Sometimes holding us back in balancing all this ‘work’ with some healthy recovery are long held ideas about the mythology of pain and suffering as being an essential struggle on the road to glory. Often in the sport and fitness landscape trying harder, and pushing yourself further has been glorified in the pursuit of excellence. In the fitness industry it’s still not uncommon to find personal trainers who make a living punishing their clients into submission. Clients who are exhausted from working long hours who pay their hard earned cash for the privelage of being beaten up, believing that if only they could push themselves to vomitous levels they too could achieve greatness. Not surprisingly, its rare for the desired results to come easily in many of these cases.

In my own sport of cycling whole brands are marketed on pain as if it’s a badge of honour, and a sign of class. With technology king and sports science that used to be limited to the laboratory now accessible to the ordinary rider in their garage at home, riders are in danger of becoming robotized, plugging into the game to sweat it out and earn their suffrage points. Training is now often data driven with wattage and power outputs the currency of choice, and predictive algorithms plotting progress of the ‘athlete’ with a machine-like precision. But we are not machines, and I believe that ‘hard work’ needs to be balanced by a greater appreciation and value attached to recovery; Recovery that can include different kinds of exercise or lower intensity work outs, or dare I say it, some actual fun! For many of us finding practical and enjoyable ways to unwind can be much harder than finding ways to suffer, but it’s an experiment worth doing, and one that ultimately will lead to greater performance.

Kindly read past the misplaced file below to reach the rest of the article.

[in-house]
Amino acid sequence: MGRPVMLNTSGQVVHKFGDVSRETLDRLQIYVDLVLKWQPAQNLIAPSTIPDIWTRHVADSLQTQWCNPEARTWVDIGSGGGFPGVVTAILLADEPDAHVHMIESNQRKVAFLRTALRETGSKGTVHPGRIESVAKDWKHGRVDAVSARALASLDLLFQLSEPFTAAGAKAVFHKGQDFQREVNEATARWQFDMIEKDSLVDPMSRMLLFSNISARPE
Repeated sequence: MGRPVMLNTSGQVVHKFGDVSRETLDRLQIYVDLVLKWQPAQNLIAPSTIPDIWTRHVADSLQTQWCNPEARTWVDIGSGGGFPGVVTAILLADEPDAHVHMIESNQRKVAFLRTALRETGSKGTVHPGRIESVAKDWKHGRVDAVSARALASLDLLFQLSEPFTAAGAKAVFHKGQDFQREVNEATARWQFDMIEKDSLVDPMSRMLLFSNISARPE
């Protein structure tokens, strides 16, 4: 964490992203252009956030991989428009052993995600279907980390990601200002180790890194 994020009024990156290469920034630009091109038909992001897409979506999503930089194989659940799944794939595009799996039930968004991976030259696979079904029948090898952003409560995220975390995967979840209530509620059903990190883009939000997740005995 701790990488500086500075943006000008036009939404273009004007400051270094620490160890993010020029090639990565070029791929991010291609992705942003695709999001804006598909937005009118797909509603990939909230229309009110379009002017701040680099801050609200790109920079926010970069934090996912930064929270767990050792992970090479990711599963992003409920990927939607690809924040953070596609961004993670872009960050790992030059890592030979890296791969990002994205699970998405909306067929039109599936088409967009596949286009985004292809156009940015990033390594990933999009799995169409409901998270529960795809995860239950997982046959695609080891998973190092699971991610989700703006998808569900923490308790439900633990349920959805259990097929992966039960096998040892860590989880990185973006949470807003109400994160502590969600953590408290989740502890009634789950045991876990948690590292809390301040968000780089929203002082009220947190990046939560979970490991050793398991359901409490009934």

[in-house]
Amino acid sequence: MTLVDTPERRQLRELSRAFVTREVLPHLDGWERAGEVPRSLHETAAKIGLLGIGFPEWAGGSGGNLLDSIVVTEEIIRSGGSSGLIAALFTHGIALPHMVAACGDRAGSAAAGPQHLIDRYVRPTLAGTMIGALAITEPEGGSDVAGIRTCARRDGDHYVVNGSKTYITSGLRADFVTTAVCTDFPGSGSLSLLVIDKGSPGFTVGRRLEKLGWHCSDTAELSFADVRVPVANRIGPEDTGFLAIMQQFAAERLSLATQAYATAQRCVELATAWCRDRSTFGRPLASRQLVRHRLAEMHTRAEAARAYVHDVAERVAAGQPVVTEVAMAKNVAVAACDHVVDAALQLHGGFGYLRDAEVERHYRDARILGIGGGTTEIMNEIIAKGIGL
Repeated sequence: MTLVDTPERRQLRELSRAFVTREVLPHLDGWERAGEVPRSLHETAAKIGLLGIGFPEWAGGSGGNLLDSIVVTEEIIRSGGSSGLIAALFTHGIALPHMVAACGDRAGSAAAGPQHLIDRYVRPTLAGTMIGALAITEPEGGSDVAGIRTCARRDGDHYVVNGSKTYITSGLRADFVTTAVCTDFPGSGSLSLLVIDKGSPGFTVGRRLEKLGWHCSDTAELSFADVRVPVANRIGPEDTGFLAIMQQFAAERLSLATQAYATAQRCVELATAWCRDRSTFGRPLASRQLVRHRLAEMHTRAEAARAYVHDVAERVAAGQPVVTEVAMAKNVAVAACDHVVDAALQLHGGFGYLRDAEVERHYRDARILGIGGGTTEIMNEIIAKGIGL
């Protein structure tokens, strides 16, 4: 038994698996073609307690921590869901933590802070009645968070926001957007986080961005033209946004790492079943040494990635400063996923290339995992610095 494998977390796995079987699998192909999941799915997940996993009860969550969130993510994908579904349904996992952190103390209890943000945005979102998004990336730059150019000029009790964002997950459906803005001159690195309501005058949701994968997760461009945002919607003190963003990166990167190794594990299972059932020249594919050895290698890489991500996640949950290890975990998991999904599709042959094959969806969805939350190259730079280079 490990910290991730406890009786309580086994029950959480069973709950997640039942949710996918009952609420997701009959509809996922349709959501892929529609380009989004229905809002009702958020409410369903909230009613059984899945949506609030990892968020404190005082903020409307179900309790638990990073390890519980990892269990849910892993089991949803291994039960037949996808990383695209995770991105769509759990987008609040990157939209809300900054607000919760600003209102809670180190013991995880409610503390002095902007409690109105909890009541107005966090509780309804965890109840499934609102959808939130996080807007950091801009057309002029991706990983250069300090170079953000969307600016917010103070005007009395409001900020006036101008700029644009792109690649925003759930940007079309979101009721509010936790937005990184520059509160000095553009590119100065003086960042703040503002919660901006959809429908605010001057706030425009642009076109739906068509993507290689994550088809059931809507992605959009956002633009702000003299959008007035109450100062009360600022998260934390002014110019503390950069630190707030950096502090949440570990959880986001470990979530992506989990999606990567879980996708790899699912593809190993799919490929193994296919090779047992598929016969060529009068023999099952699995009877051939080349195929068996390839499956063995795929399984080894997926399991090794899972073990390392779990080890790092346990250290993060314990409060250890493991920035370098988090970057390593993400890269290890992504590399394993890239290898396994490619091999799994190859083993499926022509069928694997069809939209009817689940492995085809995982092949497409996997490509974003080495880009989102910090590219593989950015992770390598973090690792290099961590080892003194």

J is for Journey

Journey – Noun

“An act of travelling from one place to another”

Finding the right balance between the business-like business of fitness, and the more hippie holistic aspects of your health is something that each of us has to discover through trial and error. Many coaches will naturally tend attach to one school of thought or the other, depending on their training, their experience, and I suppose their own ‘journey’. Clients looking for guidance in regard to their health and exercise goals will naturally be drawn to someone whose approach seems the closest match to what they are looking for at any given time.

With my background firmly in sport science and ‘training’ I only really became interested in ‘health’ in and of itself when my own started to diminish in my mid 20’s. Inspite of my apparent ‘fitness’, at that time I was unhealthy and my fitness was being affected. I was experiencing the consequences of a performance focussed few years, eating a diet unsuited to me and my nutritional needs, and ignoring the signs and signals of the hormonal disruption I was experiencing. By the age of 23/24 I was fat, tired, had all sorts of digestive problems and no menstrual cycle. Not surprisingly I failed to respond to all the typical fitness training at that time and the tools I had were not going to get me out of that hole. Many of my clients in those early days were also making little progress. I was about to embark on what I can only describe as the second phase of my education.

Thankfully I’ve come a long way in nearly 20 years in the industry, and with experience, knowledge and greater emotional wisdom I’ve been able to  unravel and align my own health and fitness as well as apply what I have learnt to the people I coach and train. I haven’t forgotten my sports background, and I understand how to apply effective physical training for improved performance. The difference is I can recognise and adapt that training by taking into account factors outside pure physical fitness and adapting to individual needs. This helps me identify barriers to progress and move them aside so that goals can be achieved more easily and more consistently.

P is for People